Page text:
Jail Sentences Send Strong Message to Food Industry
United States of America v. Quality Eggs, LLC, et al., 99 F.Supp. 3d 920 (D. Iowa Apr. 14, 2015)

In April 2015, U.S. District Court Judge Mark Bennett in Sioux City, Iowa, sentenced Austin (Jack) DeCoster and his son Peter to three months in jail for their role in selling contaminated food across state lines. Their company, Quality Egg LLC, was sentenced to a $6.8 million fine and placed on probation for three years. 

All About That Base: Claim Against Fat Loss Supplement Maker Fails For Lack of Ascertainability
Karhu v. Vital Pharmaceuticals, Inc., 621 Fed. App’x. 945 (11th Cir. June 9, 2015)

Adam Karhu bought a dietary supplement called VPX Meltdown Fat Incinerator (“Meltdown”) in reliance on advertising by Vital Pharmaceuticals, Inc. (VPX) that Meltdown would result in fat loss. Concerned that Meltdown did not in fact result in loss of girth “in all the right places,”1 if at all, Karhu filed a class action suit in the Southern District of Florida alleging that Meltdown’s advertising was false. Karhu’s motion for class certification was denied because he could not show that the class itself could be defined in a precise and manageable way—the base upon which any class action claim is constructed.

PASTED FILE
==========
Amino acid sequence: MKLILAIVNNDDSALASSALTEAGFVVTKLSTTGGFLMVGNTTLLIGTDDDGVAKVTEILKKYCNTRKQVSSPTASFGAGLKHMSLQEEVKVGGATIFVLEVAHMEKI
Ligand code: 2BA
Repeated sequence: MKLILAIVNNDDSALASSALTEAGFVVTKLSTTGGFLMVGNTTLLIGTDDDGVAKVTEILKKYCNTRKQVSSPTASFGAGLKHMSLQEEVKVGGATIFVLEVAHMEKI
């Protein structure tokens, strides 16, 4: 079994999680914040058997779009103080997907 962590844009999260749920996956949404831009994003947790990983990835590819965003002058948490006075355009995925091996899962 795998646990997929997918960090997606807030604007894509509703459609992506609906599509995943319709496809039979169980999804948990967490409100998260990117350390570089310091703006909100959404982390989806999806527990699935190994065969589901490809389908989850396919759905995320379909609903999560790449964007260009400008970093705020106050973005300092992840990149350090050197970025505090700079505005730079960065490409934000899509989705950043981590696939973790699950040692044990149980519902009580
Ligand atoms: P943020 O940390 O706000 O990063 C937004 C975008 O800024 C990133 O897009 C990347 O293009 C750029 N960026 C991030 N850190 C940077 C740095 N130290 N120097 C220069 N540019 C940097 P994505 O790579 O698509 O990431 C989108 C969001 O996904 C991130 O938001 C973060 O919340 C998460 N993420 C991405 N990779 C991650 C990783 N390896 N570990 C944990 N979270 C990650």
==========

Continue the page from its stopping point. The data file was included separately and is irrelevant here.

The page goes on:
Certification Unhealthy: Ninth Circuit Vacates Order Certifying Class of Dietary Supplement Purchasers
Cabral v. Supple LLC, 608 Fed. App’x. 482 (9th Cir. June 23, 2015).